Recent Posts

February 21, 2012

Animals and Art

Peru is known in equestrian circles around the world for its caballos de paso, or riding horses.  These creatures are bred and trained for an extremely smooth ride.  We visited a ranch in Lurin for barbecued chicken and a chance to meet these animals up close.  Actually, “ranch” is an understatement. The Instituto de Educación Superior Tecnológico Privado (INTAP) trains people from all over the country in the art and science of horse rearing (  Our tour included a variety of animals, some familiar and others foreign.  At day’s end we had the pleasure of witnessing a riding demonstration by…

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February 19, 2012

Learn, Work, Play

There is so much to learn about Peru.  Nestor Vergara taught us about the social and economic realities of life in the marginal areas that surround Lima.  He moved here from the rain forest city of Iquitos to pursue a college degree and explained how he and his wife built their home — from straw mats to plywood to concrete block — over several decades.  The statistics Mr. Vergara offered to quantify problems such as domestic violence, child abuse and other social ills were sobering.  But he sounded a hopeful tone at the end of his presentation, reminding us of…

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February 9, 2012

Another Side of Lima

Villa Maria is an hour’s bus drive south of Miraflores, where we have our lectures, workshops and Spanish classes.  It’s often referred to as a pueblo joven, or young city, because it didn’t exist fifty years ago.  In fact, most of the populated areas in the “cones” that occupy Lima’s periphery were bare hillsides in 1950, when less than one million people lived here.  Today there are over 8 million inhabitants. What is life like in a pueblo joven?  We organized a two-day visit to Villa Maria with our program assistant, Alicia, to find out.  Alicia settled here in 1979…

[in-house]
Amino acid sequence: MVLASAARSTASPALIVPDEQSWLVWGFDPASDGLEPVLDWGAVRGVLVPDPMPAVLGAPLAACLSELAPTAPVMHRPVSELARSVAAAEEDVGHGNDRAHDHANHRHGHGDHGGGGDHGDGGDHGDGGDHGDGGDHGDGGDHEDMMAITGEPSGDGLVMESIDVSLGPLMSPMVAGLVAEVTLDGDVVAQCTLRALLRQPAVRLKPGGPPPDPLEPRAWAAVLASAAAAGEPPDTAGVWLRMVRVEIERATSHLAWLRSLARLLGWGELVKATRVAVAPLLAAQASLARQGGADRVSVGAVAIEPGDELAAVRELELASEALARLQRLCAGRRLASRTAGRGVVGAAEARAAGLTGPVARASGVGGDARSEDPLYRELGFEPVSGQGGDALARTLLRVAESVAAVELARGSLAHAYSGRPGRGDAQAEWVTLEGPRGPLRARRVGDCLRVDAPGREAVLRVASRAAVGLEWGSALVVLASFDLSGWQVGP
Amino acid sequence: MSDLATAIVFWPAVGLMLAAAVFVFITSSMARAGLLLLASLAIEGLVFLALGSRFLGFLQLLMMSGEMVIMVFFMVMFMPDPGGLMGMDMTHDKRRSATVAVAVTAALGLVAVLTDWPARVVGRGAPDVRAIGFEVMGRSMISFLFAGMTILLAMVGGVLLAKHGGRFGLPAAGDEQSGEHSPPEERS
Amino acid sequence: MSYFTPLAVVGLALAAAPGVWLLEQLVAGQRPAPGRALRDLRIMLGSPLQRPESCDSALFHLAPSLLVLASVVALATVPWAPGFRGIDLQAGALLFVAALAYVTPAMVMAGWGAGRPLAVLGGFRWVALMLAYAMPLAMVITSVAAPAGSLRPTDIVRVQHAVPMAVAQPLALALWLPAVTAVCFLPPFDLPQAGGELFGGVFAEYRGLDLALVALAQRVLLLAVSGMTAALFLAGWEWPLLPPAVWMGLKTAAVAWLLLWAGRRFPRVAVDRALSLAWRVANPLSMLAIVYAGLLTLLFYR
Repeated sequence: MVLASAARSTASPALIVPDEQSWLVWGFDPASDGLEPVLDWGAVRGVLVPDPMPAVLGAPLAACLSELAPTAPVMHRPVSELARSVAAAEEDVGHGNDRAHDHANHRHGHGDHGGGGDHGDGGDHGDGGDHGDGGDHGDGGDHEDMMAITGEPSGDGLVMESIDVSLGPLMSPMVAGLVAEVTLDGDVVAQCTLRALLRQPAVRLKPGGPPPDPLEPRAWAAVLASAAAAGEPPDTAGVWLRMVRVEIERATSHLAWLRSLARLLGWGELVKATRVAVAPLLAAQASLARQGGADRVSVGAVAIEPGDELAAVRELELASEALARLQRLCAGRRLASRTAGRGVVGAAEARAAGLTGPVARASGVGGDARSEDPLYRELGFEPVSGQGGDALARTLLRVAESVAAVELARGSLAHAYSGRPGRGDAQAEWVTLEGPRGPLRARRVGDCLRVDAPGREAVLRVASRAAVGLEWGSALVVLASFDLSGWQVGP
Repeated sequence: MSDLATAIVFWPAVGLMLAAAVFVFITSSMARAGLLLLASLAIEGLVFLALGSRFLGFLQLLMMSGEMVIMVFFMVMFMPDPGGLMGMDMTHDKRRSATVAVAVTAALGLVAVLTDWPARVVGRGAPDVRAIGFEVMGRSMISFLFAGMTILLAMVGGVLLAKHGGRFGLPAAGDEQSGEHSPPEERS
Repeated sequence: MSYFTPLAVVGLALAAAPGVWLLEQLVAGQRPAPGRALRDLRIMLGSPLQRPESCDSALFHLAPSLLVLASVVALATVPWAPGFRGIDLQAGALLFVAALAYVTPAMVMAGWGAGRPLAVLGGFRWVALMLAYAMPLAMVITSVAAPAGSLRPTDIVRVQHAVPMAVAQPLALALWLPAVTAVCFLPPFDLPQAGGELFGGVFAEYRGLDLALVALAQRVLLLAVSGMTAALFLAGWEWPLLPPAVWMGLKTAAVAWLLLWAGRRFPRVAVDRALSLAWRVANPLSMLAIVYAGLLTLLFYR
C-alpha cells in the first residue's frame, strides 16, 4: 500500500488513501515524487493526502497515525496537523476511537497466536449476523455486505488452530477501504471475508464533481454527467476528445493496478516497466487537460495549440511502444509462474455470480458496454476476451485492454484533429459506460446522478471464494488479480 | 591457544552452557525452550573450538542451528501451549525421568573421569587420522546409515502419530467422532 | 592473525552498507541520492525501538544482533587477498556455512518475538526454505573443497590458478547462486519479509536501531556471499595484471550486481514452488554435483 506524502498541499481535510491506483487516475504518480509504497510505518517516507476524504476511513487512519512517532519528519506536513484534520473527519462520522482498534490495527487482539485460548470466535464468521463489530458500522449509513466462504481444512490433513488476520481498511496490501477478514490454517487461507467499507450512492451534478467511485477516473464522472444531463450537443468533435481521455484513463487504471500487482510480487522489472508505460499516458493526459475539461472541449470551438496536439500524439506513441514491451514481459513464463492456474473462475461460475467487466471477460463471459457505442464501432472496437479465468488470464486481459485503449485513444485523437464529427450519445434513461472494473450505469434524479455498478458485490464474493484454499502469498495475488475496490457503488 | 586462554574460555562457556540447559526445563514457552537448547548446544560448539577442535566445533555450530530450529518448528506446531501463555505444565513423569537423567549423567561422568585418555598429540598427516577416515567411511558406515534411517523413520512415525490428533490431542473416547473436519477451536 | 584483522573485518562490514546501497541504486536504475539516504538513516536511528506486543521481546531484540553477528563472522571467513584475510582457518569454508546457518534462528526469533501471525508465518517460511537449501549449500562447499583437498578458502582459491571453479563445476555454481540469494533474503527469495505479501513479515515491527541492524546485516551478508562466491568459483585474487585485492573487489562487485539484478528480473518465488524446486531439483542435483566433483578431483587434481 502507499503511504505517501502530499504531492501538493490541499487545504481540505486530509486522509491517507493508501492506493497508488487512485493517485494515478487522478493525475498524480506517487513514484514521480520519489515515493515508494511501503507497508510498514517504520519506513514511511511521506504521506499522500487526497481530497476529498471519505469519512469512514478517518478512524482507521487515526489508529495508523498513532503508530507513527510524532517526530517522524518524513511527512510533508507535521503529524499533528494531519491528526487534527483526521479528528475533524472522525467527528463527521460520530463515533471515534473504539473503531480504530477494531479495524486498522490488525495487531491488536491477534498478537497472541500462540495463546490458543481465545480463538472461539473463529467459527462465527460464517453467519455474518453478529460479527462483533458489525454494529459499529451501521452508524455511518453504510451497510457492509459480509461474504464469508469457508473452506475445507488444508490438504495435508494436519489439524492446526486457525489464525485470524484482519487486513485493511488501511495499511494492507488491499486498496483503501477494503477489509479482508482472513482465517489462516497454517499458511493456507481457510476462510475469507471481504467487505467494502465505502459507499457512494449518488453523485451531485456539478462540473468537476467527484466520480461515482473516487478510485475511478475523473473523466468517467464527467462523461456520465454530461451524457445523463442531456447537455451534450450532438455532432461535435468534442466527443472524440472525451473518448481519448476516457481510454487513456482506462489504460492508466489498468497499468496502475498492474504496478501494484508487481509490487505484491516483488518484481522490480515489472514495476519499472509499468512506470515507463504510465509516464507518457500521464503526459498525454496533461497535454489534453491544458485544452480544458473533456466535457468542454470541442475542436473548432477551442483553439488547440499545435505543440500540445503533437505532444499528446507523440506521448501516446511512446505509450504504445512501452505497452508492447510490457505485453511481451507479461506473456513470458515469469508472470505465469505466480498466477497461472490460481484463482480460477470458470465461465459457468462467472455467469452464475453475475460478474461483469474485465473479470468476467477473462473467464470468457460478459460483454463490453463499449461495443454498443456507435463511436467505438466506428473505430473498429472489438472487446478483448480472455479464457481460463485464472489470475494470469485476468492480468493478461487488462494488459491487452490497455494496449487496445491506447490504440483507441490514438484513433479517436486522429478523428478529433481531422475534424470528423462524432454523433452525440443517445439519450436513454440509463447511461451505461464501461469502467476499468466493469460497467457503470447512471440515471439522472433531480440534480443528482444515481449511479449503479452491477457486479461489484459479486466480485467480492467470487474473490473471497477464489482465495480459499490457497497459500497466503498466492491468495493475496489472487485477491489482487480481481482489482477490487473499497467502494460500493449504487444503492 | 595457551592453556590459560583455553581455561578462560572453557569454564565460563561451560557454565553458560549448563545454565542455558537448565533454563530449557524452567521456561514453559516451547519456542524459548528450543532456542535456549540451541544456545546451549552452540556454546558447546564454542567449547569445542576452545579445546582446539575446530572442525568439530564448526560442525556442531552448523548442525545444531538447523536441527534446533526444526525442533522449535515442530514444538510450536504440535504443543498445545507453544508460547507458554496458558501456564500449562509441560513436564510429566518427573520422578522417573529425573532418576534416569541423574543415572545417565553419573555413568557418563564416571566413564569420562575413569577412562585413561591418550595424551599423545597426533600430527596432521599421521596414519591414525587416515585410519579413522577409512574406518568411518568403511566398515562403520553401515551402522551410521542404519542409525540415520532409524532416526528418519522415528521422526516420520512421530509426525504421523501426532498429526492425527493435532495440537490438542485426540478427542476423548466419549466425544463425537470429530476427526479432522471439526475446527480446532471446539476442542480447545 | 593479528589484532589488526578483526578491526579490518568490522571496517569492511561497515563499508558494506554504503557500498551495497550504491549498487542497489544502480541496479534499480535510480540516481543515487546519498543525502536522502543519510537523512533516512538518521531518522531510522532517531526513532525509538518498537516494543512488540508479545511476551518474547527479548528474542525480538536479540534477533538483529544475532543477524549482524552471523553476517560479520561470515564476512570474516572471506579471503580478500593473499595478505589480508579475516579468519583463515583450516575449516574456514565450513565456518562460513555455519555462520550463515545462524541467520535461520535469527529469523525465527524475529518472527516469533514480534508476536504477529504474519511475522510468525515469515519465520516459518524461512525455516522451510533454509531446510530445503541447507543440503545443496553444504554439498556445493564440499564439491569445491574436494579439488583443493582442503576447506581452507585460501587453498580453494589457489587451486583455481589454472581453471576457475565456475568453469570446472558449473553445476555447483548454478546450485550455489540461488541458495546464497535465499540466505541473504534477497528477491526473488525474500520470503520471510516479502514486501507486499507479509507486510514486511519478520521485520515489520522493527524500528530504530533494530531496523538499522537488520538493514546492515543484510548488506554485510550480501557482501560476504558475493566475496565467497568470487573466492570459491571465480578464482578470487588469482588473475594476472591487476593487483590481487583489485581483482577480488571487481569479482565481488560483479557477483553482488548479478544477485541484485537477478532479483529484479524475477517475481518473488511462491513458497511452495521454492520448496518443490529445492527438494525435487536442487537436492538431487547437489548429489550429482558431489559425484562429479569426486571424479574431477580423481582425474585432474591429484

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February 5, 2012

We began our Lima study program at Catedral del Buen Pastor (Cathedral of the Good Shepherd), our venue for lectures, workshops and Spanish classes.  The host families helped each student find their way to Good Shepherd using public transportation, a small but significant feat given the complexity of Lima’s commercial bus system. Our study coordinator, Celia, gave a presentation on Lima culture, comparing the customs in Peru’s capital with those in the Andes.  James Plunkett, an American who has lived here for over 40 years, described recent political events and gave his perspective on Peru’s rapidly-growing economy.   Dr. Eduardo Arroyo…

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February 3, 2012

Lima Families

We returned from our 19-day adventure in the Andes and were warmly welcomed to Peru’s capital city by twenty-three eager host families.  Several of the families who live near the Lima airport met us there while the others gathered at Catedral Buen Pastor (Good Shepherd Cathedral) in Miraflores.  Our study coordinator, Celia, made the introductions and we enjoyed refreshments prepared by our program assistant, Alicia.  Then, one by one, the families departed with their newest members and ventured out into the warm evening air.